sections

Friday, 15 December 2017

African renaissance

  • Print
  • Share
  • Save

It might not be the most obvious Triple A entity in the world. But the African Development Bank has its status as a multilateral development bank and the strength of its shareholders to thank for its Triple A ratings. It has avoided the impact of the credit crisis so far and seen interest in its activities at an all-time high, writes Savita Iyer.

The credit crunch that has hammered most debt issuers around the world has not had any impact upon the African Development Bank. On the contrary, the global repricing of risk and the flight to quality it has engendered have proven to be such blessings for the bank, that it has had no problems thus far this year raising US$1.2bn in a combination of public and private debt offerings – two-thirds of the US$1.9bn it requires for 2008.

Nor has the crisis in the global markets had an effect on the AfDB’s African Development Fund – the bank’s pool of cash used to make low-cost loans intended to aid the Africa’s development. Indeed, the replenishment of the ADF which was completed in December 2007 reached some US$9bn – the greatest ever, said the bank’s treasurer Pierre Van Petheghem.

“It’s clear that the donor community’s interest in the development of Africa is at an all-time high,” said Van Petheghem. “The interest in Africa has been growing alongside African growth, which has been increasing for the last six years. The entire environment in Africa is a lot more conducive to business now; many more countries are at peace, although there are still problem spots, and the policies of most countries are going in the right direction.”

But despite this positive momentum and the AfDB’s financial security, there is still a lot to be done to further the bank’s two major goals: the development of infrastructure – clean, safe water and power, in particular – and the African private sector.

These areas are where the bank continues to focus its greatest funding efforts, Van Petheghem said, and the two are inexorably linked, since proper private sector development can only help facilitate the requisite funds for infrastructure development.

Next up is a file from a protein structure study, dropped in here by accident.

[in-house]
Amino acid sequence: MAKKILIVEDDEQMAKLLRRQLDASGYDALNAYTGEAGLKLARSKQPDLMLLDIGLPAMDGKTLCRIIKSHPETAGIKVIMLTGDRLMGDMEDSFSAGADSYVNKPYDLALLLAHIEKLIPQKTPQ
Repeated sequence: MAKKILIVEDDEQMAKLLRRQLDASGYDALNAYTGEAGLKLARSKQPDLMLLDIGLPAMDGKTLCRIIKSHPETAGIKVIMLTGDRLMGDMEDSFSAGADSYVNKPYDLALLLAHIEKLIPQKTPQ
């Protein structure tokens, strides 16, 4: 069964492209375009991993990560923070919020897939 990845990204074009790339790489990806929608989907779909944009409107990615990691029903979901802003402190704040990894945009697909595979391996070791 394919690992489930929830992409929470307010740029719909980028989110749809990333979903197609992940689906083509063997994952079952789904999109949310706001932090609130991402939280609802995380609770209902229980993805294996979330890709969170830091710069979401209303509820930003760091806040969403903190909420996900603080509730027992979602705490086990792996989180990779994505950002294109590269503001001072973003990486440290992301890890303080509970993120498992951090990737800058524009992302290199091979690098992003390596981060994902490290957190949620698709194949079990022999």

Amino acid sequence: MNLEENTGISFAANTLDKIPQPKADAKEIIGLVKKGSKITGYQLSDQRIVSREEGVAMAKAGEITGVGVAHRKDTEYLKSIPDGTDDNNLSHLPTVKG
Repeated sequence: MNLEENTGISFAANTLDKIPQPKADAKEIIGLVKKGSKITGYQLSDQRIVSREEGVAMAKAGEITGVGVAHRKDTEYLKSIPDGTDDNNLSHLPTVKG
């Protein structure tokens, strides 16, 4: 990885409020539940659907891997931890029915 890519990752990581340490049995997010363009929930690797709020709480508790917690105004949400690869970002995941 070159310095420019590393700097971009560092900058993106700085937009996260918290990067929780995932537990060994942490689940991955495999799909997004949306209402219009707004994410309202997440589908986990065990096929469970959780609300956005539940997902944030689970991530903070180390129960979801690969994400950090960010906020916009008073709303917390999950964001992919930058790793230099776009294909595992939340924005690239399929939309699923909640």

Indeed, the private sector has been officially recognized as the engine of growth for African economies in the drive to reduce poverty, attain the millennium development goals and foster both economic development and regional integration, said Tim Turner, who heads up private sector operations at the AfDB. In 2007, the AfDB’s private sector operations reached a record level of US$1.5bn, compared to only US$420m the year before. The bank financed 17 private sector operations, six of which supported regional integration, Turner said.

Aside from the important role it plays in funding infrastructure projects, the private sector activities of the AfDB also focus on strengthening the financial systems of its member nations and improving the investment climate across Africa. Deepening local financial markets in Africa is extremely important, Van Petheghem said, for both the future development of these nations and the activities of the AfDB itself.

He cites the example of the three South African rand-denominated bonds issued by the AfDB, the most recent of which sold in early April.

“All these bonds were issued onshore in South Africa and sold to local investors, underscoring our goal of doing transactions in Africa that are denominated in African currencies,” said Van Petheghem. “Raising money in a local currency, then lending in that same currency, responds to the needs of clients who want more and more loans in their own currency to fund projects and generate revenues in their currency, in order to mitigate all foreign currency risk. This demand is still marginal today but we expect it to grow.”

Certainly, developing local capital markets is a pivotal part of long-term, sustainable development. The AfDB has already issued bonds in Botswana pula; Tanzanian shilling; Ghanaian cedi; Nigerian naira and Kenyan shilling, all of which were sold in European markets to international investors. And though South Africa is the market of the moment for local currency borrowings, Van Petheghem believes that other African nations such as Ghana and Gabon – both of which have had success borrowing for the very first time in international markets during very turbulent times – might well prove to be lucrative local markets of the future.

“For us, [the success of sovereign bond deals from] Ghana and Gabon are fantastic signals, and the fact that they can fund themselves on international markets, and, in the case of Ghana, use the proceeds for further development is extremely welcome,” said Van Petheghem.

So far this year, the ADB has issued bonds in the US, in Canada, Australia and New Zealand. Japan’s Yuridashi market has also been an important source of funding for the bank.

  • Print
  • Share
  • Save